“You don’t have to do it every day—sometimes it rains and sometimes it snows and sometimes you don’t have the time, which is why I imagine that there will be EVs for a while. But you can do it 70 percent of the time, and I am willing to bet you will be happier for it. (Willing to bet because I have data: exercise makes you happy, and being outdoors makes you happy.)
“It’s good that the Inflation Reduction Act will help people purchase EVs. (Here in Vermont, state subsidies are aimed directly at middle and low income people, which makes sense). It’s a shame that the Manchin stripped subsidies for electric bikes from the bill, but enlightened cities and states are stepping in to fill the need. Delight needs to be affordable.”
Please see our CleanTechnica guide to electric bikes and Fritz Hasler’s advice about how to maintain them. We obsessively cover electric bikes and invite you to view our many articles about them. Just type “electric bike” into the search prompt and hit Enter.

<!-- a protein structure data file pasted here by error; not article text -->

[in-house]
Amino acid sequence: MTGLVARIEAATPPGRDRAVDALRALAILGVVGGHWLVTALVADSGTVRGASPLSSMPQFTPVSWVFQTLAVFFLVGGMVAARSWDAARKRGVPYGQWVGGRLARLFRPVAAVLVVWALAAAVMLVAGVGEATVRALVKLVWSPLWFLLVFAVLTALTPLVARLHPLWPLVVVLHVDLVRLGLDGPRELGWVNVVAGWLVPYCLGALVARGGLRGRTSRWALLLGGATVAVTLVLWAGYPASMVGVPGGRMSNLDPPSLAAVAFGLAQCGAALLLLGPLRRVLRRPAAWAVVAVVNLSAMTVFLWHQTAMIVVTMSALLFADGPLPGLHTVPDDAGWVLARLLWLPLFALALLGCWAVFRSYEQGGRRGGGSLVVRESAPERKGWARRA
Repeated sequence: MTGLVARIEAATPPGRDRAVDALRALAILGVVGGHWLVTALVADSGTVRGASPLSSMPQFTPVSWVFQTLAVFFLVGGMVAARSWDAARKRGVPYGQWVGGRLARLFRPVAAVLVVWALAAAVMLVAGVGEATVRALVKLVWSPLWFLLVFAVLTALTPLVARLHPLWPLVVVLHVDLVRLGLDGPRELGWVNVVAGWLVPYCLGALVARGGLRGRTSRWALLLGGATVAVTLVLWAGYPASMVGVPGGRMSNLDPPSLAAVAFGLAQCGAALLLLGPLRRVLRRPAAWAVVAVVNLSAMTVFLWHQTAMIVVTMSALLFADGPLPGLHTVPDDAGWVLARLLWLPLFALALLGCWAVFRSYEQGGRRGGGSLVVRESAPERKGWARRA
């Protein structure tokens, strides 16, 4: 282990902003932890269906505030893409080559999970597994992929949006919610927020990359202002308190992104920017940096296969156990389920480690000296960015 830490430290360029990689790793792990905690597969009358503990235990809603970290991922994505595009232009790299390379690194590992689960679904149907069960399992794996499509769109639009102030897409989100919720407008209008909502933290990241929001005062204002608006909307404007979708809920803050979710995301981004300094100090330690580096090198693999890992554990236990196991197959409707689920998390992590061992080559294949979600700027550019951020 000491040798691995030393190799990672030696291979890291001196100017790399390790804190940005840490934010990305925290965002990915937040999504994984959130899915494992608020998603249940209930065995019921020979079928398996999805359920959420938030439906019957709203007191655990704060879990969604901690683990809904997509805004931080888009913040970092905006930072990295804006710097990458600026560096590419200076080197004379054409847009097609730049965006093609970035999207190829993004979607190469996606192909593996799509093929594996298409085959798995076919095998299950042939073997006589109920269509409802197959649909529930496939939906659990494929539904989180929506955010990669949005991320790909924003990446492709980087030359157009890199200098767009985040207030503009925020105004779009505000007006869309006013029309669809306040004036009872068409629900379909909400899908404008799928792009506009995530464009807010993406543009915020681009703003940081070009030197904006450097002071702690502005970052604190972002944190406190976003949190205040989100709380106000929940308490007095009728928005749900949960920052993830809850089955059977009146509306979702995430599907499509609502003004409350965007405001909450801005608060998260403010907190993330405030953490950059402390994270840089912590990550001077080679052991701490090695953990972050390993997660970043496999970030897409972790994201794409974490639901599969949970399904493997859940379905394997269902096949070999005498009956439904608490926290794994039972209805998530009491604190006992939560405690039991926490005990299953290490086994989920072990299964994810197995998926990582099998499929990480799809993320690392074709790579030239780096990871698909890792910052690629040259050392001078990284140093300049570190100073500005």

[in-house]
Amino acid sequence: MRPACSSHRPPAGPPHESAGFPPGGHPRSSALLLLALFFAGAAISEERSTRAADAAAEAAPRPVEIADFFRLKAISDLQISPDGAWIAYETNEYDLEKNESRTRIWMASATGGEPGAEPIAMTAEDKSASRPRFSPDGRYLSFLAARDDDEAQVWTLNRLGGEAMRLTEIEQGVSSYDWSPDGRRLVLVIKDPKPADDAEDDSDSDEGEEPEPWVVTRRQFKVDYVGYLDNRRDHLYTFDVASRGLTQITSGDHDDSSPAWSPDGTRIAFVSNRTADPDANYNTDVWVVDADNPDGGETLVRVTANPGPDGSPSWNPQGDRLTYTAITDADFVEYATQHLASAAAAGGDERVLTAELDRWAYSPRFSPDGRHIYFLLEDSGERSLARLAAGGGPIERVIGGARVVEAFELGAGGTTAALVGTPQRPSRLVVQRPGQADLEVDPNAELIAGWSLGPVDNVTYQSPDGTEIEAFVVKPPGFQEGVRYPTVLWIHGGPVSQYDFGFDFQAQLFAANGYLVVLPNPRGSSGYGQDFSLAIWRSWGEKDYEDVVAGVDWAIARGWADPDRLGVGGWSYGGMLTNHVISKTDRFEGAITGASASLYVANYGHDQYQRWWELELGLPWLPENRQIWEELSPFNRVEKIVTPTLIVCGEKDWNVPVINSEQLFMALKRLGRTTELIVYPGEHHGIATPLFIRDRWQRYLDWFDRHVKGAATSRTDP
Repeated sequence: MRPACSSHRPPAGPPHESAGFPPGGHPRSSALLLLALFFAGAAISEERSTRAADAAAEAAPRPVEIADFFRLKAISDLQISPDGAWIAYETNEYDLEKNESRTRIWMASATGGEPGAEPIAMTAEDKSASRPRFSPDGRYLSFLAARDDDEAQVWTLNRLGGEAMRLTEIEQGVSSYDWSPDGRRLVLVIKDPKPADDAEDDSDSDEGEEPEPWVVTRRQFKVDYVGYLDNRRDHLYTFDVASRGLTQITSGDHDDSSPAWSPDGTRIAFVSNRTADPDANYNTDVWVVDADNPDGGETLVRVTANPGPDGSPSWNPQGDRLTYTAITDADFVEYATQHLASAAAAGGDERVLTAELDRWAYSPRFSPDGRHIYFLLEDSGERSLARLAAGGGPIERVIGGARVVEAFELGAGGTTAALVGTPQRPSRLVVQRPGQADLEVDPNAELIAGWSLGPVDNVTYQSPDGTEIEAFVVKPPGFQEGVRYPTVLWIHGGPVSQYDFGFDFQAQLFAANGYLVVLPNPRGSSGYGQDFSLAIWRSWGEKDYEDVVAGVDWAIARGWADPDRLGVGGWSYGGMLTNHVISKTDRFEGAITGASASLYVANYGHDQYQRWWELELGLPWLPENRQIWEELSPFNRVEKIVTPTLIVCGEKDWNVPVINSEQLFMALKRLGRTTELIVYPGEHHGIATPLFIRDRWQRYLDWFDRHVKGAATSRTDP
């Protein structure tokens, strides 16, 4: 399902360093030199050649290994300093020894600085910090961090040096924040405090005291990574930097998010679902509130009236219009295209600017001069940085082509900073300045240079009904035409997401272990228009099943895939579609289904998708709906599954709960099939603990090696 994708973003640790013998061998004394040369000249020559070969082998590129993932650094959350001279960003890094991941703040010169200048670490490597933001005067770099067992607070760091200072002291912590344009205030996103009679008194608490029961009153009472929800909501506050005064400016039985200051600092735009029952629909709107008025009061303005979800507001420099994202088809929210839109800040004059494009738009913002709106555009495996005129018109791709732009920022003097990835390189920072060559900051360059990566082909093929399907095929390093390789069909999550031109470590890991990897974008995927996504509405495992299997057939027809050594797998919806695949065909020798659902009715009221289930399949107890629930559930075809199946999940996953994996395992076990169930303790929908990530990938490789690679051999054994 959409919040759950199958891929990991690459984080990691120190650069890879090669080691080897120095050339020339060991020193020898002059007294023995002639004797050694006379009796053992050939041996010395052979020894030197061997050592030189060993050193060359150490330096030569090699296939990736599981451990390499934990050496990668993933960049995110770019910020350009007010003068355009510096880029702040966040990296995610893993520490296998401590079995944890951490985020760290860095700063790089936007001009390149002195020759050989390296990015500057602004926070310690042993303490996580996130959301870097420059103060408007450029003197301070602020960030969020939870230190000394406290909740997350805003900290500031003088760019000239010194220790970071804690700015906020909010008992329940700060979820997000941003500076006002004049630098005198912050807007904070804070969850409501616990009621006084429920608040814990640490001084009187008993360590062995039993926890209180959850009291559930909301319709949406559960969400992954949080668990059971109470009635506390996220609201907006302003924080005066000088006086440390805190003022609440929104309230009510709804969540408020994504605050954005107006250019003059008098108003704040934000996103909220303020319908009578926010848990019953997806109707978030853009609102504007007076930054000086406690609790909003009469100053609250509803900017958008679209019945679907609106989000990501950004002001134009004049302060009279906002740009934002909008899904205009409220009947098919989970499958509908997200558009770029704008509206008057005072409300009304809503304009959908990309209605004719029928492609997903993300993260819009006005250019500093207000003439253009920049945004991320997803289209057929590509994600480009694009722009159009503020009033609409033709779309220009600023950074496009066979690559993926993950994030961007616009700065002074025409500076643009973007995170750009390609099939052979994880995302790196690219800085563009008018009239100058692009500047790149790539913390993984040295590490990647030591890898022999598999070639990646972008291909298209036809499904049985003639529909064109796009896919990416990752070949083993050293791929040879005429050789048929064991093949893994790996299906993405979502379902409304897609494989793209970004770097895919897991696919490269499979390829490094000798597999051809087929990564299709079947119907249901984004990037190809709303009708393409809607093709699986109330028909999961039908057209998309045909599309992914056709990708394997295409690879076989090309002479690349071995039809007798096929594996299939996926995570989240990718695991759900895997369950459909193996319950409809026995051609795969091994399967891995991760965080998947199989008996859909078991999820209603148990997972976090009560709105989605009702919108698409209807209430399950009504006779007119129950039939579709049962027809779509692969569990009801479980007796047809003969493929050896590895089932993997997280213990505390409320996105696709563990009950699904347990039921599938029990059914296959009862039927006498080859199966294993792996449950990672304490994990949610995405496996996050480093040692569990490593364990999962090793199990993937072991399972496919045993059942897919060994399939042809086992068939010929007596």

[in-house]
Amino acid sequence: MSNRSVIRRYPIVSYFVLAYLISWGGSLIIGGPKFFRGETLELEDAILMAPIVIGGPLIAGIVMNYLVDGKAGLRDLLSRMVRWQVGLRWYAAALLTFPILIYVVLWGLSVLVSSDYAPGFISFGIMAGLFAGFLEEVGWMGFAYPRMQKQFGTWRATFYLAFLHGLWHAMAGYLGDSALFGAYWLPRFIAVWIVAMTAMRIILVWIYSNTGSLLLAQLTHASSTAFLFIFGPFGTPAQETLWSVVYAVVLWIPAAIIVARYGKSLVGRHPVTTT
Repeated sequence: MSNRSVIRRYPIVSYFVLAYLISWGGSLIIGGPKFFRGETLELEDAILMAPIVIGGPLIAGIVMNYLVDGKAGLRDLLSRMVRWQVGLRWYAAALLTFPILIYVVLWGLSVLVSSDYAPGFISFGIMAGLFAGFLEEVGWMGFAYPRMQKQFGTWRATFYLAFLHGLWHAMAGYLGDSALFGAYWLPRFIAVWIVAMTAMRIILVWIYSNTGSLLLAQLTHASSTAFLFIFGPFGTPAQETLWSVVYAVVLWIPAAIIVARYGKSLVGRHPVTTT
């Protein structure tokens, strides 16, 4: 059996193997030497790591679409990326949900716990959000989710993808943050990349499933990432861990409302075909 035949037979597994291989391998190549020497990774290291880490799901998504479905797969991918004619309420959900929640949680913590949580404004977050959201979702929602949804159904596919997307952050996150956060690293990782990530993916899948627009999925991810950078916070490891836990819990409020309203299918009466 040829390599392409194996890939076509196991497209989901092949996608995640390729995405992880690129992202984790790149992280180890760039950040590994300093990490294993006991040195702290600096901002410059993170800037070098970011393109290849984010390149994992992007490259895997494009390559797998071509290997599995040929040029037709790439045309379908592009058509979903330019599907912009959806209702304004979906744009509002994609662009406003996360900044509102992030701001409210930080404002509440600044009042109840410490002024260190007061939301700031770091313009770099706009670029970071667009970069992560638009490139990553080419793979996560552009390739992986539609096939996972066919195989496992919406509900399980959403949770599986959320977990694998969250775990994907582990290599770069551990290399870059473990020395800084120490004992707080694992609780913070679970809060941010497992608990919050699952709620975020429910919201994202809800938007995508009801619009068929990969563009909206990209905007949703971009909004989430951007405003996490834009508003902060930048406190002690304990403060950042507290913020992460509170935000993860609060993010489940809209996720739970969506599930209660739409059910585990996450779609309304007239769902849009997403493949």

Let There Be Blimps!
“But what about the blimps?” McKibben asks. “They are, I think, the ultimate in this new aesthetic, where you trade some speed and power for some serendipitous joy. A British company is supposed to be offering intercity blimp travel by 2025, on routes like Seattle to Vancouver or Liverpool to Belfast. It cuts carbon emissions up to 90% compared with jet travel and soon the diesel engine will apparently be replaced with an electric motor cutting emissions to almost nothing. But — to be absolutely truthful — I don’t care about the carbon as much as the joy. I want to do this — I really want to feel that tug as the thing glides from its tether. ”